Pinup, glamour, and ‘cheesecake’ began to gain popularity in the 1930s. It was a time when the image of a pretty girl flourished. Glamour photography has changed over time as the female form, portrayed in art and photography, became more provocative.
During World War II pin-up pictures of scantily clad movie stars were extremely popular among US servicemen. Whether it was a painted calendar, advertisement, or the photo pinups that the G.I.s pinned on their locker doors,and which later adorned the noses of their bomber planes in WW2.
Famous illustrators like Petty, Rolf Armstrong, and Gil Evgren began creating some of the most memorable, technically exquisite ´Americana` ever produced! Calendars, magazine covers and matchbooks became a personal view into the life of the girl next door.
However, until the 1950s, the use of glamour photography in advertising or men’s magazines was highly controversial or sometimes even illegal. Magazines featuring glamour photography were sometimes marketed as “art magazines” or “health magazines”.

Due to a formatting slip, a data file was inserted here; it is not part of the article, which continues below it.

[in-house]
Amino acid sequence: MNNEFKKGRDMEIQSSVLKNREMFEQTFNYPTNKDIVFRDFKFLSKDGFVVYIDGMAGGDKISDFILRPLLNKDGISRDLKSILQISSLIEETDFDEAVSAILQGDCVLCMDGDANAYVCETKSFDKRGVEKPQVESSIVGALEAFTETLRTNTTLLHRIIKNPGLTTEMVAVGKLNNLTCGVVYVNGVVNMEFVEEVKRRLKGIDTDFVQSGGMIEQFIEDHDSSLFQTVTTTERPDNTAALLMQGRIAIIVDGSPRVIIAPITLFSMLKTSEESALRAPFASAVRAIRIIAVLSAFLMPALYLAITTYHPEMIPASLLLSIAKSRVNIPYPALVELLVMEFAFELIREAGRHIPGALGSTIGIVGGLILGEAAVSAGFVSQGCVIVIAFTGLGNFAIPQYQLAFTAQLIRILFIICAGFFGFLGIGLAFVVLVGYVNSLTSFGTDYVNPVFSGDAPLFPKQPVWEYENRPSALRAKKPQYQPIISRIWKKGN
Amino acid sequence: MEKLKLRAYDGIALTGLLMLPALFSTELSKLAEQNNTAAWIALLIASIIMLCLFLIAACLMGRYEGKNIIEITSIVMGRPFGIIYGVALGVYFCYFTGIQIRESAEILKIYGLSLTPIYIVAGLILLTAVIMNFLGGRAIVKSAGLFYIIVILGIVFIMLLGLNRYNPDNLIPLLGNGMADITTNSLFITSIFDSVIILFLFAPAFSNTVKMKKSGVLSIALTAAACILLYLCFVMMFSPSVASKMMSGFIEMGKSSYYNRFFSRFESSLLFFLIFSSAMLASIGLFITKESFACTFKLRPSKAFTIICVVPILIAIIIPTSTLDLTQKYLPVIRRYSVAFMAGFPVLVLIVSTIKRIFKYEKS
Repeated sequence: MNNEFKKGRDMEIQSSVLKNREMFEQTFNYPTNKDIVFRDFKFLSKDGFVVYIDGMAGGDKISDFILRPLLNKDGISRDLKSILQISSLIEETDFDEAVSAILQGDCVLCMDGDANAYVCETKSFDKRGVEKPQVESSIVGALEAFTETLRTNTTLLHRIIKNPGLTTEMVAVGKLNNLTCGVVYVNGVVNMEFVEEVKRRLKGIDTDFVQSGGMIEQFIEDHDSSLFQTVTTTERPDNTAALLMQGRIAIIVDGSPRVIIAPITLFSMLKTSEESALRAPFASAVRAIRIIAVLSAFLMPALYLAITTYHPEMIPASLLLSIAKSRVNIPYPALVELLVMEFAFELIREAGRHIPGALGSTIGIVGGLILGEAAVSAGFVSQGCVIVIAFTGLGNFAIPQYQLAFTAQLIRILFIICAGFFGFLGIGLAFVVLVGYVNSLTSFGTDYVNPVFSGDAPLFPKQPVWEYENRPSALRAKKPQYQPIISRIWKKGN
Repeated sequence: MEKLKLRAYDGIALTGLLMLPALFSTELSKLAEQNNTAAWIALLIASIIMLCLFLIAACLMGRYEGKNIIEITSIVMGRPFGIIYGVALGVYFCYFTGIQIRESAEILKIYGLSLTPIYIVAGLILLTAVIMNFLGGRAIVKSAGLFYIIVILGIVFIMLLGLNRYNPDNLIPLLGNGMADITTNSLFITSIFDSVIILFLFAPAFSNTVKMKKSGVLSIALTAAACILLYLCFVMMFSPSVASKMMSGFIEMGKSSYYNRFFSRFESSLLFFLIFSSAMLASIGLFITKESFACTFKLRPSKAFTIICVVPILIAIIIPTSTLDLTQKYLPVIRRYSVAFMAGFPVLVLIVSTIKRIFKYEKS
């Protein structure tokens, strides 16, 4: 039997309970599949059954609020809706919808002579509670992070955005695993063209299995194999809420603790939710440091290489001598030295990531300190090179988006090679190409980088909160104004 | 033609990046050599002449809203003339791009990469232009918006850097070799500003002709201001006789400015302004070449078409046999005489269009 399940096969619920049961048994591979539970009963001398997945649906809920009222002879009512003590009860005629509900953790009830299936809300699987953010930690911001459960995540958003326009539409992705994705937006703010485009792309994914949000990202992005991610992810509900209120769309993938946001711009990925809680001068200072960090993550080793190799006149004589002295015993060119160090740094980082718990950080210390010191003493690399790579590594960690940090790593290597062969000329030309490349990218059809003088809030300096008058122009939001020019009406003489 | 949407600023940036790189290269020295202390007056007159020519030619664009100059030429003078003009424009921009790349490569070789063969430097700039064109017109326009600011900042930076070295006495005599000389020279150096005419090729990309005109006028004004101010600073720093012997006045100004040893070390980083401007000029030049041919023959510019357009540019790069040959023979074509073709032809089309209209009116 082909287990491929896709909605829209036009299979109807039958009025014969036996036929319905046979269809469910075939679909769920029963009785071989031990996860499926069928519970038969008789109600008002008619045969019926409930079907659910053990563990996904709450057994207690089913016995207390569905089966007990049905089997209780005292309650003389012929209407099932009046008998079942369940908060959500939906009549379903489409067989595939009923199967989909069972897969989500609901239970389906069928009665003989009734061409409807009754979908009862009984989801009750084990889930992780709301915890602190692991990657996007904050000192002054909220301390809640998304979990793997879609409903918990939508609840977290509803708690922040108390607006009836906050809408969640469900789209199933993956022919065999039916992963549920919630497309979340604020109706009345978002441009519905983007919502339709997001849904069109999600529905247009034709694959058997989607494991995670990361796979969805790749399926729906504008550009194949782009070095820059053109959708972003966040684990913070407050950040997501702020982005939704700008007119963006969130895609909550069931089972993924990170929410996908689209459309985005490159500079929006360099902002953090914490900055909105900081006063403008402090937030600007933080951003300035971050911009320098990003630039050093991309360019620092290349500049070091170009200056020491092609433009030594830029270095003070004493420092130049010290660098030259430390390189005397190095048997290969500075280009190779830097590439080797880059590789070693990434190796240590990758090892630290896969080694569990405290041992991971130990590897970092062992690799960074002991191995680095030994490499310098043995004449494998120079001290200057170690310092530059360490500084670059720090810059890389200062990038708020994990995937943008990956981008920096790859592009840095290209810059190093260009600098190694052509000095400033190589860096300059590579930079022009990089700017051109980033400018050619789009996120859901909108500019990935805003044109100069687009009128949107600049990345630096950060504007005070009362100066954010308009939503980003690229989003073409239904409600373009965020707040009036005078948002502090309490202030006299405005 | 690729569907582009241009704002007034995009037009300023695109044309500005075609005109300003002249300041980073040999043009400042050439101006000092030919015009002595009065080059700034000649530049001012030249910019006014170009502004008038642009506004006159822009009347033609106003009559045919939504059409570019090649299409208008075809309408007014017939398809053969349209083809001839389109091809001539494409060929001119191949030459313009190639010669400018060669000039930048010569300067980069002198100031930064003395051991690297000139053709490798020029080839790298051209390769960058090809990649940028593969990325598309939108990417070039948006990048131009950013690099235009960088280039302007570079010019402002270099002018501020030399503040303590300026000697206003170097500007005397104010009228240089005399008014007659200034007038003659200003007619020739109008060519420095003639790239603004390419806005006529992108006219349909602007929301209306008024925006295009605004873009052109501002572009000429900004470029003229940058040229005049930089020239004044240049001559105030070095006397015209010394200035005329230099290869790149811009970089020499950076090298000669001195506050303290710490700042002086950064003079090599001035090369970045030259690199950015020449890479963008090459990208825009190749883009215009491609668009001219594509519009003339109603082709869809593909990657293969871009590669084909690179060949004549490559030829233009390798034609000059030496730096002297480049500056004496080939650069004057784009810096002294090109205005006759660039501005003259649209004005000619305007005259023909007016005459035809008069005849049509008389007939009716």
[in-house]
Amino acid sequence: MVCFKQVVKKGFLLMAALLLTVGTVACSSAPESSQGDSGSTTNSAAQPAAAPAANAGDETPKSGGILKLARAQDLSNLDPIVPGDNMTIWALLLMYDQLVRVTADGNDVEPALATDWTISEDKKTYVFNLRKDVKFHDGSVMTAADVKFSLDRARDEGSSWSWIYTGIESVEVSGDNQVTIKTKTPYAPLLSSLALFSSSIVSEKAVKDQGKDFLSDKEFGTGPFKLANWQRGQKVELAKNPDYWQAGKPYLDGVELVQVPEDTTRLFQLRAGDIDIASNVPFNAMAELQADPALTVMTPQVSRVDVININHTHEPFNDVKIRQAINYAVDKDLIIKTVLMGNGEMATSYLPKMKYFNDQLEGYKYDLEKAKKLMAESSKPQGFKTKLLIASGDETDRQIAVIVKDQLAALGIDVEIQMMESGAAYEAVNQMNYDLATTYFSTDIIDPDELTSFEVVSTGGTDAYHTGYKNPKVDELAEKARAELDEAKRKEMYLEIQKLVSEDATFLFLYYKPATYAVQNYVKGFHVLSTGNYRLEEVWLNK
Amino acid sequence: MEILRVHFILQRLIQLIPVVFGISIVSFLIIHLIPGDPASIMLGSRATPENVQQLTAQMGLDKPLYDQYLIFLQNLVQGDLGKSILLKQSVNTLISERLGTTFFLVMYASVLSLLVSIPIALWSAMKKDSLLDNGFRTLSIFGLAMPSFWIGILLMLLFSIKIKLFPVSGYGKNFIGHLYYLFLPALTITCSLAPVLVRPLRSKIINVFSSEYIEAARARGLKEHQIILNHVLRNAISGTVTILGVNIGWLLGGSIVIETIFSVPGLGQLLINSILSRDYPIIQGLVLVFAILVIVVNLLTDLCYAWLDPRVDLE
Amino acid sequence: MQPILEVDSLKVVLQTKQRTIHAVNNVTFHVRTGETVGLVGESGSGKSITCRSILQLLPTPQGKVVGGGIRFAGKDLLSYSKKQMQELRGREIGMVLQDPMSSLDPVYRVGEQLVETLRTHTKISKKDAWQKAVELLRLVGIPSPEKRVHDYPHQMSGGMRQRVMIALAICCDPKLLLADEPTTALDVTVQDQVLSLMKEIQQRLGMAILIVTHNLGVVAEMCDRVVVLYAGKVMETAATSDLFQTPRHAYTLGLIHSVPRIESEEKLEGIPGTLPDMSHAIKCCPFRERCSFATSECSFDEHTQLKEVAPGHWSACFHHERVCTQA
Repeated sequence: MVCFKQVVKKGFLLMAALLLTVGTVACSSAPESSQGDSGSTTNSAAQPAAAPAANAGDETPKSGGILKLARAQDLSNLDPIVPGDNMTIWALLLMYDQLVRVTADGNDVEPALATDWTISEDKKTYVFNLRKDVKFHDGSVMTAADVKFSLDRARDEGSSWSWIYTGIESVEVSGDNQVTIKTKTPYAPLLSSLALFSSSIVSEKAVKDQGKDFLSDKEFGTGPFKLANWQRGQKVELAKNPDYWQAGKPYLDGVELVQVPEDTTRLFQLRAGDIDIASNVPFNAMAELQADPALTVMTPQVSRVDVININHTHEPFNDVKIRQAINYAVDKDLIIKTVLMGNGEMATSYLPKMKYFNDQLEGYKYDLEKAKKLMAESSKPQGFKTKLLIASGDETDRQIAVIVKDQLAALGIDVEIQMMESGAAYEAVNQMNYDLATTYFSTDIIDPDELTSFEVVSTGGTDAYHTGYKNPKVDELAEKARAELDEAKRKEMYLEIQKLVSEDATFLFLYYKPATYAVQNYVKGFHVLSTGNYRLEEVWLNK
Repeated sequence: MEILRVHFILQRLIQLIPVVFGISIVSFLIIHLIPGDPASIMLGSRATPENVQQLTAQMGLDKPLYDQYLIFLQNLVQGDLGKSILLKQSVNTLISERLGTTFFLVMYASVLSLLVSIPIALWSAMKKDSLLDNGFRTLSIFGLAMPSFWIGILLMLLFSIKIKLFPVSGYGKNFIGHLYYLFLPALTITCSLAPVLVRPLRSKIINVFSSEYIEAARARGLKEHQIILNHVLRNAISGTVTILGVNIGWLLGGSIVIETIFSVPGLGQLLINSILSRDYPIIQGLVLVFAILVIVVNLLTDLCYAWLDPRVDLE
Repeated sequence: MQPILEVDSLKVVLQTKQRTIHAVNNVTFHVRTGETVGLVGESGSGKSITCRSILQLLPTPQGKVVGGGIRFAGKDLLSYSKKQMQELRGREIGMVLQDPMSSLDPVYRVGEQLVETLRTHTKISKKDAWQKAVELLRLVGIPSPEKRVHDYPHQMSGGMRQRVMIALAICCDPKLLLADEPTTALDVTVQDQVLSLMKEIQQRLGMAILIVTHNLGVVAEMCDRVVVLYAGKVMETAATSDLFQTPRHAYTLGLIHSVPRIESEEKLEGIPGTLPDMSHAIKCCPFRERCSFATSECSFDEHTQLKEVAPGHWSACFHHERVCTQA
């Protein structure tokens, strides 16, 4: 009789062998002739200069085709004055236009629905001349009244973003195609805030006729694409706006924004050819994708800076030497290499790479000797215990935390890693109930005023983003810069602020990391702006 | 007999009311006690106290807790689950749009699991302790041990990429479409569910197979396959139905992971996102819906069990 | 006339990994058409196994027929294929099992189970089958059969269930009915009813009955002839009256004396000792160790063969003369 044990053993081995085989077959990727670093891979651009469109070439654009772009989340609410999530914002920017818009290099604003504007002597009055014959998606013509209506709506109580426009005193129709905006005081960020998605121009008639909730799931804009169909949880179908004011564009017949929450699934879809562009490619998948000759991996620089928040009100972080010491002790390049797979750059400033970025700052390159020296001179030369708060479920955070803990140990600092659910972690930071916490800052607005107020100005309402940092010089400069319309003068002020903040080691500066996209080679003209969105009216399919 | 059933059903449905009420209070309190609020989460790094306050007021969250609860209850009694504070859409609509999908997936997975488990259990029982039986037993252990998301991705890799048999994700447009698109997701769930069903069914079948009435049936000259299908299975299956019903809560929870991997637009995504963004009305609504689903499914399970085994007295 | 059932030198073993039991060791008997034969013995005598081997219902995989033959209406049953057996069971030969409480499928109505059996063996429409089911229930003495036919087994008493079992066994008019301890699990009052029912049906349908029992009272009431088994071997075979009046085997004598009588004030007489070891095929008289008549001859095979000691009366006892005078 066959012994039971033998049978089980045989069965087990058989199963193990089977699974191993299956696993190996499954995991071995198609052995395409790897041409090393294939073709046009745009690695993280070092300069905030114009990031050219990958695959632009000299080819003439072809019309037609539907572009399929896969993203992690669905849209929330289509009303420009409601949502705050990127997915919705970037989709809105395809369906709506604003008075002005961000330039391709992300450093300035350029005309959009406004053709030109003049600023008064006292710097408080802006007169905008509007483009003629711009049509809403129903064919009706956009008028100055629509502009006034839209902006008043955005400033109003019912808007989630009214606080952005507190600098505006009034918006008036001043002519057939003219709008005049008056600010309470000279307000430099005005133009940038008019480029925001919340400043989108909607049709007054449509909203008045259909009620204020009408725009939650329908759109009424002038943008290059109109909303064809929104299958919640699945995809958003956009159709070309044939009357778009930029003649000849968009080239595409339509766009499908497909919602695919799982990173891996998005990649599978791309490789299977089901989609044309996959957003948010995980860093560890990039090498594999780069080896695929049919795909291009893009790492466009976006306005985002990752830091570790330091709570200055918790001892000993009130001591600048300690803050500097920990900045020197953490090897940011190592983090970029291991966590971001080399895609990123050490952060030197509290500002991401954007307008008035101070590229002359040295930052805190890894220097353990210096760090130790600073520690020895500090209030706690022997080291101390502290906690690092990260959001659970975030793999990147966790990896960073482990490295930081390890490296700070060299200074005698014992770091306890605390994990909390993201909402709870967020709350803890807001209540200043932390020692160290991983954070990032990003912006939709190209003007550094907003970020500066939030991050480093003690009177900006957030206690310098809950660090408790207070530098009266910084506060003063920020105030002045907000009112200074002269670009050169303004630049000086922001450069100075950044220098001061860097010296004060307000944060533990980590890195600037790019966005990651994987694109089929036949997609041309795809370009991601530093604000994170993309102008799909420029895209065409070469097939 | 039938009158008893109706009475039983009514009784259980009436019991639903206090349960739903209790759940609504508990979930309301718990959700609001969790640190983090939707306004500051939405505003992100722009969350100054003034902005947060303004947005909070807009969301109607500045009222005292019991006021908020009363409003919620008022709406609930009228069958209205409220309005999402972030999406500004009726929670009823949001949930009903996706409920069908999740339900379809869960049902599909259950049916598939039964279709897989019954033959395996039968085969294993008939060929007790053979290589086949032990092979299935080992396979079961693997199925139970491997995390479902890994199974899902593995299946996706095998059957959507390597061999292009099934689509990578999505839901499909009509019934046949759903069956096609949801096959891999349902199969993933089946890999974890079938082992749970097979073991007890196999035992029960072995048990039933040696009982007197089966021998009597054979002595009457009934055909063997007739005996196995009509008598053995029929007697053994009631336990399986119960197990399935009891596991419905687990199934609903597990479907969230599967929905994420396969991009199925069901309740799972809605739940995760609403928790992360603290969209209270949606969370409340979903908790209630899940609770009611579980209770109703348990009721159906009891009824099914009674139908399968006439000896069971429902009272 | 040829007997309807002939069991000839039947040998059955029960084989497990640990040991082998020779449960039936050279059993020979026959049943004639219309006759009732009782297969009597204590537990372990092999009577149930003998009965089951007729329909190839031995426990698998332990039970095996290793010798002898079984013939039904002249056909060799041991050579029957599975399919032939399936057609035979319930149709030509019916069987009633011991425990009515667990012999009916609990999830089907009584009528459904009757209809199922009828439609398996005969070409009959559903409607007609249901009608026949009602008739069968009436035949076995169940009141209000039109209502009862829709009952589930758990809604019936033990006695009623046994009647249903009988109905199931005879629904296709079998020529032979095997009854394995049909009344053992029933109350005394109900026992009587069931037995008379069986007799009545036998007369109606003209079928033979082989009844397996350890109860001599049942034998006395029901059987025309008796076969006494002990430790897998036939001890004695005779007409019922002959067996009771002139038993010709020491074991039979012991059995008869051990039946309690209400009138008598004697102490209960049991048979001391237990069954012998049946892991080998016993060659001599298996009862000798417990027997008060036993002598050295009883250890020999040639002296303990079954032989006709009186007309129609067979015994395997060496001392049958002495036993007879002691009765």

Pinup art continued to grow in popularity, and sophistication through the 1950s. Movies were made about Pinup Artists and models, and most actresses of the time were considered pinups first then actresses. Marilyn Monroe was Earl Morans’ favorite model before and after she became a movie star! Numerous celebrities posed for pinup and glamour artists.
Playboy was instrumental in changing the world of glamour photography as the first magazine that focused on nude models and was targeted at the mainstream consumer. In December 1953, Hugh Hefner published the first edition of Playboy with Marilyn Monroe on the cover and nude photos of Monroe inside.
Monroe’s star status and charming personality helped to diminish the public outcry. When asked what she had on during the photoshoot, she replied “the radio”. After Playboy broke through, many magazines followed and this was instrumental in opening the market for the introduction of glamour photography into modern society.